To meet the legislation in place for producing gas-powered vehicles, a dedicated sub-assembly area was opened at Basildon when T6.180 Methane Power LNG production began in 2021, complemented in 2022 by a dedicated pre-delivery inspection building for methane-fuelled tractors.

While the price is around 25% greater than for a diesel equivalent, small numbers of T6.180 Methane Power LNG tractors are now at work on UK farms that have invested in the necessary infrastructure to achieve a longer-term reduction in fuelling costs as well as their greenhouse gas emissions, particularly where residual waste after methane collection is returned to the soil.

The business says these early adopters have tended to already be involved in biogas production and/or use, or have a significant end-customer demand for enhanced environmental credentials, and are doing high-hour workloads.

With the infrastructure to collect, process and store methane from AD plants and slurry stores now readily available, New Holland believes this will drive development of the market for its methane-powered tractors from farm businesses seeking ways to cut carbon footprints, reduce dependence on external fuel supplies and lower machine running costs.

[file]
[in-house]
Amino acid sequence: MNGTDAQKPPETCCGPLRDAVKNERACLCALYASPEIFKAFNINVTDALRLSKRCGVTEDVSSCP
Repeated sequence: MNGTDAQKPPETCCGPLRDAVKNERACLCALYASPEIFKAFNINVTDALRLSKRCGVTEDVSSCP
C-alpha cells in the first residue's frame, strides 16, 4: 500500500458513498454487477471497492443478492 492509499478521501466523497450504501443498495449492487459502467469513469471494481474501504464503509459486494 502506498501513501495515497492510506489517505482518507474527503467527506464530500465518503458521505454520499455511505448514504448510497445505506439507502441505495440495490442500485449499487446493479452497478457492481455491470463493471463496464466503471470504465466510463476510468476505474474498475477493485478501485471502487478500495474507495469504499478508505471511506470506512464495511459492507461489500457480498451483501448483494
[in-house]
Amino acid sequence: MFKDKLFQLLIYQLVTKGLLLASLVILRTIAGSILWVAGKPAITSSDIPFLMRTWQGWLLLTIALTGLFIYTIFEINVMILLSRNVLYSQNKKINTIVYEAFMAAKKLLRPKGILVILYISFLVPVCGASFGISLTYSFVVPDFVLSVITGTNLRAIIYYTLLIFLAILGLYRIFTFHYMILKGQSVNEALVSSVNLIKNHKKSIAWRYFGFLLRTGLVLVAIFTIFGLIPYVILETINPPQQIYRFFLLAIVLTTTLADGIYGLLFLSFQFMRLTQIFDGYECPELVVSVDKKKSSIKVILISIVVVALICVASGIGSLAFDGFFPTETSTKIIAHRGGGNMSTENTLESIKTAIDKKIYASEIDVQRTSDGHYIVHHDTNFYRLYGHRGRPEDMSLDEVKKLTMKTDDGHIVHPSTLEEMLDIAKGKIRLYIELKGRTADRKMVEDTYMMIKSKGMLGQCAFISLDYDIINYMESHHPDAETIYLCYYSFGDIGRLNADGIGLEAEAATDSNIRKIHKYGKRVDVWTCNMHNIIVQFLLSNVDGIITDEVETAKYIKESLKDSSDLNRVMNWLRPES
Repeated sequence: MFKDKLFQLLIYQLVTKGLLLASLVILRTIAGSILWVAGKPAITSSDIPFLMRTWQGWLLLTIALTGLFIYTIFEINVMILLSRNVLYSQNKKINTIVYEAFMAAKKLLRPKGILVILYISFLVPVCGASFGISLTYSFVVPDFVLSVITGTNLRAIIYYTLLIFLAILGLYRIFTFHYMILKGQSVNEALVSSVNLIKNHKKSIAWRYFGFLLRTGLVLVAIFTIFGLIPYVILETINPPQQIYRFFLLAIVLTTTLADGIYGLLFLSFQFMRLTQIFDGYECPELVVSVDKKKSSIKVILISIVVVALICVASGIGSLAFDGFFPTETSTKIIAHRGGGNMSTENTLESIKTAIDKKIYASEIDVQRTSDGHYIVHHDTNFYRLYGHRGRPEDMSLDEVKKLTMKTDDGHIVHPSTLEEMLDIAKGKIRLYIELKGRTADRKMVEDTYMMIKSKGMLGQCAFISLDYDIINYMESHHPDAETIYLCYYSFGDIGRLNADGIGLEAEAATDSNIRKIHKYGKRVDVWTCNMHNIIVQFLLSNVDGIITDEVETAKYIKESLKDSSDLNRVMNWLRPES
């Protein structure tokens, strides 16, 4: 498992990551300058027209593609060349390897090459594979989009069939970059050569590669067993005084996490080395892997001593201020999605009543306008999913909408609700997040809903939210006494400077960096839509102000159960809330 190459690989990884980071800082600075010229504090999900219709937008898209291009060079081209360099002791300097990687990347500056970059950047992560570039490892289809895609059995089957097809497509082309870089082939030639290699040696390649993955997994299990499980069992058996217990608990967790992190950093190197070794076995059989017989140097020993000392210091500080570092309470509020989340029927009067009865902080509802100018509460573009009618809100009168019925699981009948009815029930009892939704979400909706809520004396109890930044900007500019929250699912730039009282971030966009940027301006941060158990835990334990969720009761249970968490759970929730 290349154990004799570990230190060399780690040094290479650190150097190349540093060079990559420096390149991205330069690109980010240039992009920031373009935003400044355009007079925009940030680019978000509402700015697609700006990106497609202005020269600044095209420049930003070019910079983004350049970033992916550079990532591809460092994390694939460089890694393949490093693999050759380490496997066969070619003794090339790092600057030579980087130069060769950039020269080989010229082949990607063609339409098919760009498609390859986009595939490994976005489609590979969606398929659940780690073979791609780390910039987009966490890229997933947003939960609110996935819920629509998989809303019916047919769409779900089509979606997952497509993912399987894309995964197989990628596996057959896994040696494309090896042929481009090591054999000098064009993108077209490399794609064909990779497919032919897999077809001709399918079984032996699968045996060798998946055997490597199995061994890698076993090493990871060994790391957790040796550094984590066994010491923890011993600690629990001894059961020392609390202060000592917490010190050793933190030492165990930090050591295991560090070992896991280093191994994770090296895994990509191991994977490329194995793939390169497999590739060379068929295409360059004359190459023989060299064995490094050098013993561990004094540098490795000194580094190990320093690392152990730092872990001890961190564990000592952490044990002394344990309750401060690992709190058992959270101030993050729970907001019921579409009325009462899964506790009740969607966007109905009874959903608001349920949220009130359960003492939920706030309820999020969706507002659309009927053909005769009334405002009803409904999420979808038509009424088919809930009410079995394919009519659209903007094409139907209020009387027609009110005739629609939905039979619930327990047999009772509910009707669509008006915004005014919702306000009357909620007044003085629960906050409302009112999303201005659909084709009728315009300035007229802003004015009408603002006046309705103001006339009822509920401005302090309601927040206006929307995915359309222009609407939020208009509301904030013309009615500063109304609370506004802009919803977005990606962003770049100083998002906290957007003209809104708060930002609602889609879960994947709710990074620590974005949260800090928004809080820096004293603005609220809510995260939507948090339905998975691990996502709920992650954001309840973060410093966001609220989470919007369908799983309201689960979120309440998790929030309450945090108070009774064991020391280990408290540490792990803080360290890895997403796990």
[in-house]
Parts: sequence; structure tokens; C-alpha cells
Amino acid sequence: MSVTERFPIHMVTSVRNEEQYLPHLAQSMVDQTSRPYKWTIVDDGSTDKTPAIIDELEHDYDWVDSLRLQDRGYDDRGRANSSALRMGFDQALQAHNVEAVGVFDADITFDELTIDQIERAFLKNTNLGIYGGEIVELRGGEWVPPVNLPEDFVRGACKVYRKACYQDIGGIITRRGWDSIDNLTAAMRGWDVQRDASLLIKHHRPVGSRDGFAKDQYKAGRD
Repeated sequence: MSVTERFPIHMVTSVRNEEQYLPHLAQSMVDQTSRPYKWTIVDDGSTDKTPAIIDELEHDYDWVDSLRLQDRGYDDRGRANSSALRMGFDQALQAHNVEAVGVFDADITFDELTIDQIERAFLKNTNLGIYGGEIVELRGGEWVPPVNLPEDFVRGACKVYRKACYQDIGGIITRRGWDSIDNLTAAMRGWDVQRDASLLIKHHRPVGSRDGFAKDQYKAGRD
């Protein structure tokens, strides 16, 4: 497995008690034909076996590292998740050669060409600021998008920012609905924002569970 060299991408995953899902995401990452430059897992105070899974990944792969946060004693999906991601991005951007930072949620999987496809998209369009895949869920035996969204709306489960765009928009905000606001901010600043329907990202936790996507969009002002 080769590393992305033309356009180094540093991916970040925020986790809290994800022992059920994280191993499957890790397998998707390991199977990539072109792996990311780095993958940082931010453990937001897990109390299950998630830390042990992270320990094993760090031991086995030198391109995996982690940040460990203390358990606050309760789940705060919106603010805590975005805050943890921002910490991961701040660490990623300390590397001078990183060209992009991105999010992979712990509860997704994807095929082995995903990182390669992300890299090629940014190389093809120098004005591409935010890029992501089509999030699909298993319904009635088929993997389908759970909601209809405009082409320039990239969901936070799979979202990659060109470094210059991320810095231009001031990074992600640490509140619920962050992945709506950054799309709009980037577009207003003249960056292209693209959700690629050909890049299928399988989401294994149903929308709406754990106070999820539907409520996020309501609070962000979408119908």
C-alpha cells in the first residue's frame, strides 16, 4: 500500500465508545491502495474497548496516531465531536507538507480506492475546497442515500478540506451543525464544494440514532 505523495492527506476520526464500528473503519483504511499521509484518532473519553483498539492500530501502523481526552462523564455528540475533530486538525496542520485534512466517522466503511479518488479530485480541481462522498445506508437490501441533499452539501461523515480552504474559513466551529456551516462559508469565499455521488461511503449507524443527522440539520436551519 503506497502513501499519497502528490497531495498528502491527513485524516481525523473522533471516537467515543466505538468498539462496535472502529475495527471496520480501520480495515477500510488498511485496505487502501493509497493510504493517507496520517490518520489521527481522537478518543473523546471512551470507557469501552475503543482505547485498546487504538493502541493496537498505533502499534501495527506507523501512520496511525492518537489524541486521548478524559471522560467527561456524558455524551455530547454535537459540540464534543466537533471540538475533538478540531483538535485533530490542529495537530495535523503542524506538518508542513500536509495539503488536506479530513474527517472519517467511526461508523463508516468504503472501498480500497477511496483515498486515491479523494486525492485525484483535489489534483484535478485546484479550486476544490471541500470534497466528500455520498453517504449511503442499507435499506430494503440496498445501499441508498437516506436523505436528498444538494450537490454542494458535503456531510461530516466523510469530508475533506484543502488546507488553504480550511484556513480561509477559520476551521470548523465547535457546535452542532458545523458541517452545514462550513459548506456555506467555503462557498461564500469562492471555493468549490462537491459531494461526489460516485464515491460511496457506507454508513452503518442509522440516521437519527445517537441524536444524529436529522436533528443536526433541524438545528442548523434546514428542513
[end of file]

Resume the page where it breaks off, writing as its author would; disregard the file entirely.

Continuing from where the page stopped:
Early last year, in order to extend its capabilities beyond gas-powered tractors into the infrastructure and equipment necessary to produce gas power, CNH Industrial purchased a majority stake in Bennamann, a UK-based firm focused on capturing methane for energy use.

CNH’s relationship with the business goes back to 2019 when the parties jointly developed an LNG tank for the T6.180 Methane Power LNG, and CNH subsequently acquired a minority stake in the business.

Pilot farms are already using captured methane from livestock slurry, which is purified into biomethane that is subsequently either compressed (for CNG Methane Power tractors) or liquefied (for LNG models). Launched at Agritechnica 2023 to extend the Methane Power line, the new T7.270 Methane Power CNG’s larger chassis helps maximise on-board gas storage, with capacity for 1,265 litres (219kg), or 178% more fuel than the T6.180 Methane Power LNG’s 455 litres/79kg.